Today I experienced another "first". I was scheduled to do the Omaha run with a 330am start time. Biggest problem is that I've been told clock in at time you're scheduled, regardless if my trailer is there. If I was in town all day that wouldn't be a problem. I was scheduled to leave my last stop in Lincoln NE at my 12 hour mark, and with a 3 to 3.5 hour drive back ahead of me I knew it was going to be very close. I left the yard an hour late because the shuttle guy had to drive slower due to icy roads, and then it took me an extra 45 minutes or so to get out to Omaha due to similar conditions. I'd seen 3 trucks in the median jack knifed, only thing that stopped them from crossing into oncoming traffic was the steep cables in the median. Some jack ass got on the CB running his mouth cuz I wasn't going fast enough for him, oh well, that's his problem not mine. I hustled all day and ended up making up time. I contacted one of my supervisors later in the day to see what the plan was. Our options were for me to stay the night out in the Omaha area, or to use my 16 hour exception and get as close as possible before I ran out of time and have the shuttle guys "rescue" me. They would get in a truck and come meet me and one would jump in my truck and help me get back to the yard. I don't like getting too in detail with the 16 hour rule because for many new drivers it gets confusing, and you likely aren't eligible for it. Simplified, to be eligible you MUST have started and ended your day from same location for the previous 7 days, and you MUST report to starting point the day you use it. When I talked to my boss he really wanted me to get back to the yard tonight to avoid having to rent a truck for tomorrow, as well as having an extra trailer in our yard. When I was at my 2nd to last stop in Lincoln he called me to tell me just get a room. He didn't want the shuttle drivers to get started late and end up causing our customers to be unhappy.

After I finished my last stop in downtown Lincoln I had roughly 1:20 left on my 14. I had called a hotel I seen on my way out to inquire about a room and they told me no truck parking. I recalled seeing a ton of trucks parked in Council Bluffs Iowa just off the interstate so I decided to head that way. I remember there being 2 casino's in that area and nearly every casino seems to have truck parking. I found a place to park and got myself a hotel (will be reimbursed, and given $50 meal per diem for staying overnight). I had about 15 minutes left on my 14 by the time i got parked. Biggest problem I had was trying to figure out where I could sleep for the night, as I haven't been faced with this situation before, and I drive a daycab so its not like i can just crawl into the sleeper. I think IF everything went right I could've made it 10 miles from the yard. Shuttle guys left at 5pm and I would've gotten back around 8pm. Since there wouldn't be anybody to pick me up I'd be in violation so I 'm glad I stopped when I did. Besides the road conditions slowing me down I had to deliver the first order to a chain account that just opened a new store. 132 cases for them and I had to back in between a bunch of parked cars in a busy strip mall. I had to block cars in in order to deliver most efficiently and unfortunately I had to move the truck 2 times to allow vehicles out that were blocked. Also, the address said it was xx street North, when the real address was the same, except "South". That took 20 minutes sorting that out which also contributed to me not making it home. Overall, I was loaded 666 cases (yes, it was a load from hell), 17k pounds, 14.5 hours (so far, I'll Put in about 4 tomorrow but get paid for 6), and probably close to 430 miles. On the bright side once I get back tomorrow I'm off the rest of the day as I typically am off Tuesdays.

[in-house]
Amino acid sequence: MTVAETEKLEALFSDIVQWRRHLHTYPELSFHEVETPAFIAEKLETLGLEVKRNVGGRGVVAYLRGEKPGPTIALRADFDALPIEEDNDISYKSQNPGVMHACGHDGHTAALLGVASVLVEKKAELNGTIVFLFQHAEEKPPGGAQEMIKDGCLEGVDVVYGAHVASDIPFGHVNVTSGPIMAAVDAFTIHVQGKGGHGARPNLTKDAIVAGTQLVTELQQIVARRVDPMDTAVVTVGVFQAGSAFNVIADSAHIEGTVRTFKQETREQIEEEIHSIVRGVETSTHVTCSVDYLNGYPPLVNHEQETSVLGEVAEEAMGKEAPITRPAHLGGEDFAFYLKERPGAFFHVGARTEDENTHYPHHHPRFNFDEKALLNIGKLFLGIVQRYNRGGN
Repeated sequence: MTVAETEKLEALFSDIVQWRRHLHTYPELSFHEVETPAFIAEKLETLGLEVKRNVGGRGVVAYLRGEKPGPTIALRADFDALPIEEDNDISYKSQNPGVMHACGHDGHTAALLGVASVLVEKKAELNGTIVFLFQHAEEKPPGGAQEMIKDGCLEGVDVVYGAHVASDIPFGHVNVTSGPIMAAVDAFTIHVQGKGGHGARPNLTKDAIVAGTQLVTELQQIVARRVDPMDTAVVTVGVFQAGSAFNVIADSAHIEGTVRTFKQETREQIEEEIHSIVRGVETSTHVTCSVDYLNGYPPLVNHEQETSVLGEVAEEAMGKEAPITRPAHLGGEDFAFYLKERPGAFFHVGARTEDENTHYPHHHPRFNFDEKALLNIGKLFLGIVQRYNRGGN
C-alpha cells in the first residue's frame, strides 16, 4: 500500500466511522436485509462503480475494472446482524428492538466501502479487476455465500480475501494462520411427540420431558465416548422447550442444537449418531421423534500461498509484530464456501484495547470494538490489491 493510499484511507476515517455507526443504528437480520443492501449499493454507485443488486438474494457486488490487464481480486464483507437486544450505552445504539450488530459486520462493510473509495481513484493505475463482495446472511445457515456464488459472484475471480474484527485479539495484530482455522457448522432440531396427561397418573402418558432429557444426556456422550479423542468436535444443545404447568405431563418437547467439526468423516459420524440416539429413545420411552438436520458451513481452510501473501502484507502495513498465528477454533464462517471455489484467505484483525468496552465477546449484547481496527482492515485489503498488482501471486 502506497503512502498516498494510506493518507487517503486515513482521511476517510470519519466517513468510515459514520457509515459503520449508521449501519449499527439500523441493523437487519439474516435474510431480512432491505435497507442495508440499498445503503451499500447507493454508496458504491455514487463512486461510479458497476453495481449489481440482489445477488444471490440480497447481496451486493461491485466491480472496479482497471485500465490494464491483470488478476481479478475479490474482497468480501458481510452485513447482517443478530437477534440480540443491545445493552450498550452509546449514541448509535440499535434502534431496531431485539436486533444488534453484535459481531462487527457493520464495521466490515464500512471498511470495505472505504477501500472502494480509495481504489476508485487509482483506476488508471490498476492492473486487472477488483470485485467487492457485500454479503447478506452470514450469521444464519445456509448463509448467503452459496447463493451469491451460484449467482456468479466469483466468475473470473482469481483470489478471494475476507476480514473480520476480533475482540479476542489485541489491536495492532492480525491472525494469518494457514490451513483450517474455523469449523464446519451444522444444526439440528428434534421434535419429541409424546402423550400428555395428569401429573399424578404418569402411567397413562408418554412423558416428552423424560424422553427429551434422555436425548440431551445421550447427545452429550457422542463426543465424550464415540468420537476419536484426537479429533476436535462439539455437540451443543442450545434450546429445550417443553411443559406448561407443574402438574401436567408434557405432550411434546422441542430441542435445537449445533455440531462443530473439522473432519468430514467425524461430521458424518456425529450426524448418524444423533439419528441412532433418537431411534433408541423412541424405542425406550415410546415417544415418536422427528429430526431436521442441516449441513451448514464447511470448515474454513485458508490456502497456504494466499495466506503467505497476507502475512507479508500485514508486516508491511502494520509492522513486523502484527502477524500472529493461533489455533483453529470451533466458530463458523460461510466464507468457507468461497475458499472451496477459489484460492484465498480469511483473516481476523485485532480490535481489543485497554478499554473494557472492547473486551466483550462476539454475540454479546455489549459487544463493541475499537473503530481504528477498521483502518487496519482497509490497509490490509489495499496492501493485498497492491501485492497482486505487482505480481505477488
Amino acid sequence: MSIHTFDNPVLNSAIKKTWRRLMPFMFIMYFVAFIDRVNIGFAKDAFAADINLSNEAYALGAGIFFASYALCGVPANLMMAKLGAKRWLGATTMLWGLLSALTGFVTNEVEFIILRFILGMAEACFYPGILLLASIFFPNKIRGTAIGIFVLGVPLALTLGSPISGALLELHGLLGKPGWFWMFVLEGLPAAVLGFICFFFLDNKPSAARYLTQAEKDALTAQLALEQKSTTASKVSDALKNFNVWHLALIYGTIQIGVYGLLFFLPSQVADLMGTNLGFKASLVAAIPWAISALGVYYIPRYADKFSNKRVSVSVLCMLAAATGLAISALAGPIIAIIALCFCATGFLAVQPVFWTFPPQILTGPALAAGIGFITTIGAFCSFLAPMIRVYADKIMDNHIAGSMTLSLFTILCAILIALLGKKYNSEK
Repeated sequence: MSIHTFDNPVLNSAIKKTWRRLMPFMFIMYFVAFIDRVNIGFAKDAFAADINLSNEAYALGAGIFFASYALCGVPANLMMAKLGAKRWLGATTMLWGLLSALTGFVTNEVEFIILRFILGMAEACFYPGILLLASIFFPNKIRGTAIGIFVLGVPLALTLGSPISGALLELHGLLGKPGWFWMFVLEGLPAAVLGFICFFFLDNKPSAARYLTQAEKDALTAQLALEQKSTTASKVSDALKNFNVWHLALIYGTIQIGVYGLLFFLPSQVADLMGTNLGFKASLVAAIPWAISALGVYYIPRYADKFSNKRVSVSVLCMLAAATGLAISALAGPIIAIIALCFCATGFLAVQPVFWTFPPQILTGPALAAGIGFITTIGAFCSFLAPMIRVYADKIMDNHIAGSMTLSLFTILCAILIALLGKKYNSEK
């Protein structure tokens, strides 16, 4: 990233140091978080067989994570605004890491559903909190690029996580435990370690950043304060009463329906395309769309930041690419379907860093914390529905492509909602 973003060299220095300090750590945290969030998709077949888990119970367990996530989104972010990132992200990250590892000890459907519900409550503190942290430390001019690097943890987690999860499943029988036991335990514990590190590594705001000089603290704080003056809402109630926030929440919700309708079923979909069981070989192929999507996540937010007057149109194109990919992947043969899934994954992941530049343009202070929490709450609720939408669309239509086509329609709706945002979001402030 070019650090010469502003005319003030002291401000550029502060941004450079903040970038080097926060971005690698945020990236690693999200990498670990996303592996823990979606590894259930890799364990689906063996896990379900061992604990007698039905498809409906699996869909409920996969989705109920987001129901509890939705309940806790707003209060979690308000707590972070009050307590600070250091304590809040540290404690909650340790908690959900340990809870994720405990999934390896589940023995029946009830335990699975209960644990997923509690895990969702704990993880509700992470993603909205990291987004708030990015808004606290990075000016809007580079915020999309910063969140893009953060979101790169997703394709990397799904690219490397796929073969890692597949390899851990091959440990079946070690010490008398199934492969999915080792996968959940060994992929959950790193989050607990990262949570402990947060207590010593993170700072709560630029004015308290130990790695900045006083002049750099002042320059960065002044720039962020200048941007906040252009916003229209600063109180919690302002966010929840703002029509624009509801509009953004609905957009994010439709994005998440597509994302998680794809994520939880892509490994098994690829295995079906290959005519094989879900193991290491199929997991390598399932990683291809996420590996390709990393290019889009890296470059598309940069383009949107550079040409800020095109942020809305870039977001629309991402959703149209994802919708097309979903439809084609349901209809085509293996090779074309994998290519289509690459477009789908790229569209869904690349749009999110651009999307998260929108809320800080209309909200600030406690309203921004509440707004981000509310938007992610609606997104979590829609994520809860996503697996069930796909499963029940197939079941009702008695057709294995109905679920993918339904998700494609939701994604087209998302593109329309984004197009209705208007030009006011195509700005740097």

Commercial trade, business, movement of goods or money, or transportation from one state to another, regulated by the Federal Department Of Transportation (DOT).

Per Diem:

Getting paid per diem means getting a portion of your salary paid to you without taxes taken out. It's technically classified as a meal and expense reimbursement.

Truck drivers and others who travel for a living get large tax deductions for meal expenses. The Government set up per diem pay as a way to reimburse some of the taxes you pay with each paycheck instead of making you wait until tax filing season.

Getting per diem pay means a driver will get a larger paycheck each week but a smaller tax return at tax time.

We have a ton of information on our wiki page on per diem pay


Operating While Intoxicated